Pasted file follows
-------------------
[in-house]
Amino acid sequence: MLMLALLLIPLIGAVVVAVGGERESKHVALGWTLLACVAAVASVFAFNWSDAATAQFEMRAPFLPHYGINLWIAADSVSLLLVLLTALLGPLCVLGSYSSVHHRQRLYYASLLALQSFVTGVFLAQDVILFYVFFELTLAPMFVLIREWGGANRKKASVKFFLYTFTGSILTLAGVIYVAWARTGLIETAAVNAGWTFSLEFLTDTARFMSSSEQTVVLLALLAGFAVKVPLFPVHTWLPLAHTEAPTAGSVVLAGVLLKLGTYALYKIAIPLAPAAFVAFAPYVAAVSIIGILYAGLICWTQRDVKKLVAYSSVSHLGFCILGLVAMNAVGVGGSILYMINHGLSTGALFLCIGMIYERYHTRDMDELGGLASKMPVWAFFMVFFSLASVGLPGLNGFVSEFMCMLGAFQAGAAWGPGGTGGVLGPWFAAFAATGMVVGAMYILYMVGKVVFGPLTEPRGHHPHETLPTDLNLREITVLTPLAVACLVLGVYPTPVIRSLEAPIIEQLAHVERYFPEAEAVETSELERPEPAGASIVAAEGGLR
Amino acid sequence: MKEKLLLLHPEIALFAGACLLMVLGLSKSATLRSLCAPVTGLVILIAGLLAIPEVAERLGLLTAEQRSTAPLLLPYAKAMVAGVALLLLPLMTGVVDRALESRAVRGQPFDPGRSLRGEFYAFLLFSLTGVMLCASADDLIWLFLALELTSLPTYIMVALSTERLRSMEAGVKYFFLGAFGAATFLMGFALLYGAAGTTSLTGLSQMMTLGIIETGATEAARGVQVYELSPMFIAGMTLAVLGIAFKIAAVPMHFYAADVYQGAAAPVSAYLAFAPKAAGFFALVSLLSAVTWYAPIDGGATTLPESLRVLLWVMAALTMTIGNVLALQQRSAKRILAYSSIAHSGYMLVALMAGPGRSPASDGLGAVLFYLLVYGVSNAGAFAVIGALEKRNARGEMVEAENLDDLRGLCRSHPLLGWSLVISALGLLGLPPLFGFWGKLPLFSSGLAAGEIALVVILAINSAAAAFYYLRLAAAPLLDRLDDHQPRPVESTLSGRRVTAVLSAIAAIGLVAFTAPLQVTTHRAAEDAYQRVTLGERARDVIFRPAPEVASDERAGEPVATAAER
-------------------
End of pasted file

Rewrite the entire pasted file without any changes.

[in-house]
Amino acid sequence: MLMLALLLIPLIGAVVVAVGGERESKHVALGWTLLACVAAVASVFAFNWSDAATAQFEMRAPFLPHYGINLWIAADSVSLLLVLLTALLGPLCVLGSYSSVHHRQRLYYASLLALQSFVTGVFLAQDVILFYVFFELTLAPMFVLIREWGGANRKKASVKFFLYTFTGSILTLAGVIYVAWARTGLIETAAVNAGWTFSLEFLTDTARFMSSSEQTVVLLALLAGFAVKVPLFPVHTWLPLAHTEAPTAGSVVLAGVLLKLGTYALYKIAIPLAPAAFVAFAPYVAAVSIIGILYAGLICWTQRDVKKLVAYSSVSHLGFCILGLVAMNAVGVGGSILYMINHGLSTGALFLCIGMIYERYHTRDMDELGGLASKMPVWAFFMVFFSLASVGLPGLNGFVSEFMCMLGAFQAGAAWGPGGTGGVLGPWFAAFAATGMVVGAMYILYMVGKVVFGPLTEPRGHHPHETLPTDLNLREITVLTPLAVACLVLGVYPTPVIRSLEAPIIEQLAHVERYFPEAEAVETSELERPEPAGASIVAAEGGLR
Amino acid sequence: MKEKLLLLHPEIALFAGACLLMVLGLSKSATLRSLCAPVTGLVILIAGLLAIPEVAERLGLLTAEQRSTAPLLLPYAKAMVAGVALLLLPLMTGVVDRALESRAVRGQPFDPGRSLRGEFYAFLLFSLTGVMLCASADDLIWLFLALELTSLPTYIMVALSTERLRSMEAGVKYFFLGAFGAATFLMGFALLYGAAGTTSLTGLSQMMTLGIIETGATEAARGVQVYELSPMFIAGMTLAVLGIAFKIAAVPMHFYAADVYQGAAAPVSAYLAFAPKAAGFFALVSLLSAVTWYAPIDGGATTLPESLRVLLWVMAALTMTIGNVLALQQRSAKRILAYSSIAHSGYMLVALMAGPGRSPASDGLGAVLFYLLVYGVSNAGAFAVIGALEKRNARGEMVEAENLDDLRGLCRSHPLLGWSLVISALGLLGLPPLFGFWGKLPLFSSGLAAGEIALVVILAINSAAAAFYYLRLAAAPLLDRLDDHQPRPVESTLSGRRVTAVLSAIAAIGLVAFTAPLQVTTHRAAEDAYQRVTLGERARDVIFRPAPEVASDERAGEPVATAAER